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Reduction of Endometritis After Cesarean Section With the Routine Use of Methergine

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ClinicalTrials.gov Identifier: NCT00858832
Recruitment Status : Completed
First Posted : March 10, 2009
Results First Posted : September 19, 2012
Last Update Posted : September 19, 2012
Information provided by (Responsible Party):
University of South Florida

Brief Summary:

Endomyometritis is an "infection in the uterus". It can occur in up to 1 out of 5 women having unplanned cesarean deliveries. Antibiotics are routinely given at the time of Cesarean delivery, but the infection in the uterus can still occur. When endomyometritis occurs it can prolong the woman's stay in the hospital after birth, slow down her recovery time at home, and increase medical costs. Methergine is a medication that is routinely used to stop uterine hemorrhage (excessive bleeding from the uterus) that sometimes happens after delivery. Methergine works by contracting (tightening) the uterus. These contractions also help the uterus to expel or remove parts of the placenta that increase the chance of developing a uterine infection.

This research study is being done to learn if routine use of Methergine can lower the chances of developing a uterine infection after cesarean delivery. Half of the women in this study will receive Methergine for a few days during their hospitalization after cesarean delivery. The other half of the women will not routinely receive Methergine.

Condition or disease Intervention/treatment Phase
Endometritis Drug: Methergine Not Applicable

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Study Type : Interventional  (Clinical Trial)
Actual Enrollment : 44 participants
Allocation: Randomized
Intervention Model: Parallel Assignment
Masking: None (Open Label)
Primary Purpose: Prevention
Official Title: Reduction of Endometritis After Cesarean Section With the Routine Use of Methergine
Study Start Date : December 2008
Actual Primary Completion Date : January 2011
Actual Study Completion Date : January 2011

Resource links provided by the National Library of Medicine

MedlinePlus related topics: Cesarean Section

Arm Intervention/treatment
Experimental: Methergine
Methergine group received Methergine 0.2mg po every 6 hours for two days, plus routine postpartum care.
Drug: Methergine
Scheduled methergine 0.2 mg PO every 6hrs for duration of postpartum stay

No Intervention: No treatment
No treatment group received only routine postpartum care.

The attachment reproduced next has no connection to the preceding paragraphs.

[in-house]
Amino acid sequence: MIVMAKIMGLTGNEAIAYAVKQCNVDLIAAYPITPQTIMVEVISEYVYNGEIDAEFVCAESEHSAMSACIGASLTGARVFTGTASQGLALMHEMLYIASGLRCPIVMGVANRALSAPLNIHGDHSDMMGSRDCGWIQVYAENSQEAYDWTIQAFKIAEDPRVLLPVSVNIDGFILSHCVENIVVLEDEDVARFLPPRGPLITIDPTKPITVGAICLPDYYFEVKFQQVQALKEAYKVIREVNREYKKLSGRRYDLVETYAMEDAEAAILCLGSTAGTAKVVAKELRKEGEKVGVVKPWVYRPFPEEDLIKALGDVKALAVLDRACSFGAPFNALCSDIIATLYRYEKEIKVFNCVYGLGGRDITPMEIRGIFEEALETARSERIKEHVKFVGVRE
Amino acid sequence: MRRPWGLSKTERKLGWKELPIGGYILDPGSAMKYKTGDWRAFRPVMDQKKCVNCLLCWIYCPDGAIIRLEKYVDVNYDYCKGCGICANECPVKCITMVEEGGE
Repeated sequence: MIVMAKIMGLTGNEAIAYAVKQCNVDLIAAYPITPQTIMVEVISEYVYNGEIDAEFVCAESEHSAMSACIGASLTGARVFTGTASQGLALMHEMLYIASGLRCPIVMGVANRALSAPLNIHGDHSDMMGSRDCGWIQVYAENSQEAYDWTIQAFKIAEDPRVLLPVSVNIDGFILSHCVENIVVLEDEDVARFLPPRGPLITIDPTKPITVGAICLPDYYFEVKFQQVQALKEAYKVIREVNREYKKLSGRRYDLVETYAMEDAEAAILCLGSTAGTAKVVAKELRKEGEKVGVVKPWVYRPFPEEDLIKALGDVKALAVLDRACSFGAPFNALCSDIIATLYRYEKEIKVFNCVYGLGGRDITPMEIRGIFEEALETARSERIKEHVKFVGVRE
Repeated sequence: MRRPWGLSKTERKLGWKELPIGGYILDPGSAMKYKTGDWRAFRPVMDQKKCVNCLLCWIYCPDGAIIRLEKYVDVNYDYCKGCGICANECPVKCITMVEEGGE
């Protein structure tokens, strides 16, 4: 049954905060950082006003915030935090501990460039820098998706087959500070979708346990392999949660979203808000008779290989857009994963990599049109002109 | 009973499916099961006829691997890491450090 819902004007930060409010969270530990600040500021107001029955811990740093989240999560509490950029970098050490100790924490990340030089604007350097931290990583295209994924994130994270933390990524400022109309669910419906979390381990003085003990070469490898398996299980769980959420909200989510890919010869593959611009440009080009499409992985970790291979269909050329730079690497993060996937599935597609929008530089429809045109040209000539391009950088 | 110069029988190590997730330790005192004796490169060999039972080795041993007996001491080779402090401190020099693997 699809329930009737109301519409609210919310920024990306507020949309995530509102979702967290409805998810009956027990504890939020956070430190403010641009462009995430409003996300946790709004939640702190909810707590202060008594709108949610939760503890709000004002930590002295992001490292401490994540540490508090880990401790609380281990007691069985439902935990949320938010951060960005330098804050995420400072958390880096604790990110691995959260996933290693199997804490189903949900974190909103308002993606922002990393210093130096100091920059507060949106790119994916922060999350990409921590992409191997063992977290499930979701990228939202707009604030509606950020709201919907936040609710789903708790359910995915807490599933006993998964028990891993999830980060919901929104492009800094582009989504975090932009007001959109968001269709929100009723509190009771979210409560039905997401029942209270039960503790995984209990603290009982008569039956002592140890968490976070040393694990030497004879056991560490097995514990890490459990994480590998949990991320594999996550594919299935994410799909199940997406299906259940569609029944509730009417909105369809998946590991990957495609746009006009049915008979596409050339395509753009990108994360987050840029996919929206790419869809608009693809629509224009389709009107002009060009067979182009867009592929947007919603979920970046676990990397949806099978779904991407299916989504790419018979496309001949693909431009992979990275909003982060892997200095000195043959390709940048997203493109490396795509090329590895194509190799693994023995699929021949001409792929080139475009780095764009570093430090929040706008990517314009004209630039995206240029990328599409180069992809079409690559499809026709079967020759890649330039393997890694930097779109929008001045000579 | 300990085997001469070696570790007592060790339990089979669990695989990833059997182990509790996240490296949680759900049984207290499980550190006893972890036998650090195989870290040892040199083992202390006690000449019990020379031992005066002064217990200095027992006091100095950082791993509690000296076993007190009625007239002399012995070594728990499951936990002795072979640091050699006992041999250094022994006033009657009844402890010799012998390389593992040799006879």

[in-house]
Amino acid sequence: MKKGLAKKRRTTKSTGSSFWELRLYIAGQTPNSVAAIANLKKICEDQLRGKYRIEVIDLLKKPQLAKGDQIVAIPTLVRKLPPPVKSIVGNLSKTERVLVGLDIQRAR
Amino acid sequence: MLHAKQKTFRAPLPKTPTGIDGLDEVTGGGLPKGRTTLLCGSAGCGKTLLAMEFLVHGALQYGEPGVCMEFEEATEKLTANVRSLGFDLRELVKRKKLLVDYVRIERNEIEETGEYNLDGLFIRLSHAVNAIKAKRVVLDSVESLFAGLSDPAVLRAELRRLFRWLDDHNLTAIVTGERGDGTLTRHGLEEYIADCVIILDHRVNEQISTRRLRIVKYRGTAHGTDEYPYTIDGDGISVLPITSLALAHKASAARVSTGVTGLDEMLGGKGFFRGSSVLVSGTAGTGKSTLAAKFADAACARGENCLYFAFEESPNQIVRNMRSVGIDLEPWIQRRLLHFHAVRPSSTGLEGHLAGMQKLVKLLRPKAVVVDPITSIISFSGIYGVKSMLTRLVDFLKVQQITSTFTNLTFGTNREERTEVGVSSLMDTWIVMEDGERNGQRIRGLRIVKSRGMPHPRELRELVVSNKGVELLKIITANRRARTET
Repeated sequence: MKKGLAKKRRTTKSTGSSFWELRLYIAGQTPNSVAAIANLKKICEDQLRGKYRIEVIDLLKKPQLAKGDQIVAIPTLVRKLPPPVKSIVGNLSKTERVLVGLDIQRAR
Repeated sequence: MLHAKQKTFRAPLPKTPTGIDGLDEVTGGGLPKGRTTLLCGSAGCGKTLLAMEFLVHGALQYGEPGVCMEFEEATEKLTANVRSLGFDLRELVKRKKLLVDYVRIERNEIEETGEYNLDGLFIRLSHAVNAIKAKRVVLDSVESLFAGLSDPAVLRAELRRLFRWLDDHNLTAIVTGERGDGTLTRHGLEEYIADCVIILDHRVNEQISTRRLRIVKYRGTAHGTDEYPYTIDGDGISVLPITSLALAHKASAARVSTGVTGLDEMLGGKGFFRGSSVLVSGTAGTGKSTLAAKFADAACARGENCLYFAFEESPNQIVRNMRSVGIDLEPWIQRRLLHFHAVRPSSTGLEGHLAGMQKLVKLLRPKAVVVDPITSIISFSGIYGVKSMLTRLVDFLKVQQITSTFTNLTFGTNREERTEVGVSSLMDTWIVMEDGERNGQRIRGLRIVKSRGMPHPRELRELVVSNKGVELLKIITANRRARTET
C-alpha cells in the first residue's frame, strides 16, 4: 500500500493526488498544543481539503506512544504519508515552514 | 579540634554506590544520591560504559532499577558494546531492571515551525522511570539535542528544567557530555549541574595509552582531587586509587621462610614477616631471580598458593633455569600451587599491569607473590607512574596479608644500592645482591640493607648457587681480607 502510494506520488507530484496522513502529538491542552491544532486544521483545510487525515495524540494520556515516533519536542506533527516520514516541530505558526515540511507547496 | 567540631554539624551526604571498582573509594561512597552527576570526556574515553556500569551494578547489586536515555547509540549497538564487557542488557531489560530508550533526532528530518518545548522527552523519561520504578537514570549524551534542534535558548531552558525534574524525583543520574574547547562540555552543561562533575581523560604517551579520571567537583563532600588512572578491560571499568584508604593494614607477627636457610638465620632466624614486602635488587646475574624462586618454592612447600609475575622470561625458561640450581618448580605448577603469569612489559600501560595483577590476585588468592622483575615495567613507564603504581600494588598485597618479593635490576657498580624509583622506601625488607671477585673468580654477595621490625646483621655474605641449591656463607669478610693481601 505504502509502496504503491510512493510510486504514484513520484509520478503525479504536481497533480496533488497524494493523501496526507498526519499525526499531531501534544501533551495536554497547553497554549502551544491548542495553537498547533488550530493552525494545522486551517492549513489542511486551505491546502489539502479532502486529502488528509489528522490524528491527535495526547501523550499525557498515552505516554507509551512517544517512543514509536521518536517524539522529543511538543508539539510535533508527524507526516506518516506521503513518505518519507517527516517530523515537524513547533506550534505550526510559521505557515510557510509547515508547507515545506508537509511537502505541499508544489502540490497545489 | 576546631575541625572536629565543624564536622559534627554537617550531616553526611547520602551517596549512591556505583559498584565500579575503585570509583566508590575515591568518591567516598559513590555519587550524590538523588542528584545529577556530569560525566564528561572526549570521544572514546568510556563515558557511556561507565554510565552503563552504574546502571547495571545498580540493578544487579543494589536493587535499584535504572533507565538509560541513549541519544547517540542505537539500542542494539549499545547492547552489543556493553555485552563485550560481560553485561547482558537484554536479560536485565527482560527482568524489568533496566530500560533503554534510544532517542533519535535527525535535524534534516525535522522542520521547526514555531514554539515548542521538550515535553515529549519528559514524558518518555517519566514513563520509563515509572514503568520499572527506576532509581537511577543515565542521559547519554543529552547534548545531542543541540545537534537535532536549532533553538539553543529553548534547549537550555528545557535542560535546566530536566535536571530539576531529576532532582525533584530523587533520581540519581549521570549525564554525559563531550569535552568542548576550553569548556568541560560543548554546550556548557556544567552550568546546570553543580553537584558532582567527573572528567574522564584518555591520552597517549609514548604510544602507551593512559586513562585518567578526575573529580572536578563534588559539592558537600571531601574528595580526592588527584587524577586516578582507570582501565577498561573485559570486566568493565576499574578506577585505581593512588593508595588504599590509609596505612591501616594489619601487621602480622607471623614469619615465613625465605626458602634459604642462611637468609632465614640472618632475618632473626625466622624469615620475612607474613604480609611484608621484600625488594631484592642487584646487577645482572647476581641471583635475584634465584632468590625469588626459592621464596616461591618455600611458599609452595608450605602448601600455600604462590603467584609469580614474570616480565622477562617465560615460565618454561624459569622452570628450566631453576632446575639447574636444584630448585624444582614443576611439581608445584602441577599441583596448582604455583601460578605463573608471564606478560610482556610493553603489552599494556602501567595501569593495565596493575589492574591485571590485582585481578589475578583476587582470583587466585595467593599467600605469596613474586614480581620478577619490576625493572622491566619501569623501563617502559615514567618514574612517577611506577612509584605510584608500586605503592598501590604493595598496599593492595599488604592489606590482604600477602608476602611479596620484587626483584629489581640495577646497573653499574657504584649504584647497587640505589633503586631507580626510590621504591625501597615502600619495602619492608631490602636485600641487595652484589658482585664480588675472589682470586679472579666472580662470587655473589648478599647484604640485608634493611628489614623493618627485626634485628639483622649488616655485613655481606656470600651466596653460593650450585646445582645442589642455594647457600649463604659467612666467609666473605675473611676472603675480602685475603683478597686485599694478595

Primary Outcome Measures :
  1. Endometritis Incidence [ Time Frame: One year ]
    Number of participants who developed endometritis

Information from the National Library of Medicine

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Ages Eligible for Study:   18 Years to 45 Years   (Adult)
Sexes Eligible for Study:   Female
Accepts Healthy Volunteers:   Yes

Inclusion Criteria:

  1. Female singleton gravidas
  2. Patients receiving non-elective cesarean deliveries after trial of labor
  3. No evidence of chorioamnionitis

Exclusion Criteria:

  1. Diagnosis of chorioamnionitis
  2. Elective cesarean section
  3. Unable to provide informed consent
  4. Immunocompromised patients and those on antiretroviral drugs
  5. Patients with known infection
  6. Hypertension (blood pressure greater than 140/90 x 2, six hours apart), including those with a past history, gestational or Preeclampsia.
  7. Allergic to ergot alkaloids. This would include people allergic to migraine medicine.

Information from the National Library of Medicine

To learn more about this study, you or your doctor may contact the study research staff using the contact information provided by the sponsor.

Please refer to this study by its ClinicalTrials.gov identifier (NCT number): NCT00858832

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United States, Florida
Tampa General Hospital
Tampa, Florida, United States, 33602
Sponsors and Collaborators
University of South Florida
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Principal Investigator: Patrick Teefey, MD Univeristy of South Florida OB/GYN
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Responsible Party: University of South Florida
ClinicalTrials.gov Identifier: NCT00858832    
Other Study ID Numbers: 106202
First Posted: March 10, 2009    Key Record Dates
Results First Posted: September 19, 2012
Last Update Posted: September 19, 2012
Last Verified: September 2012
Additional relevant MeSH terms:
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Pelvic Inflammatory Disease
Adnexal Diseases
Uterine Diseases
Reproductive Control Agents
Physiological Effects of Drugs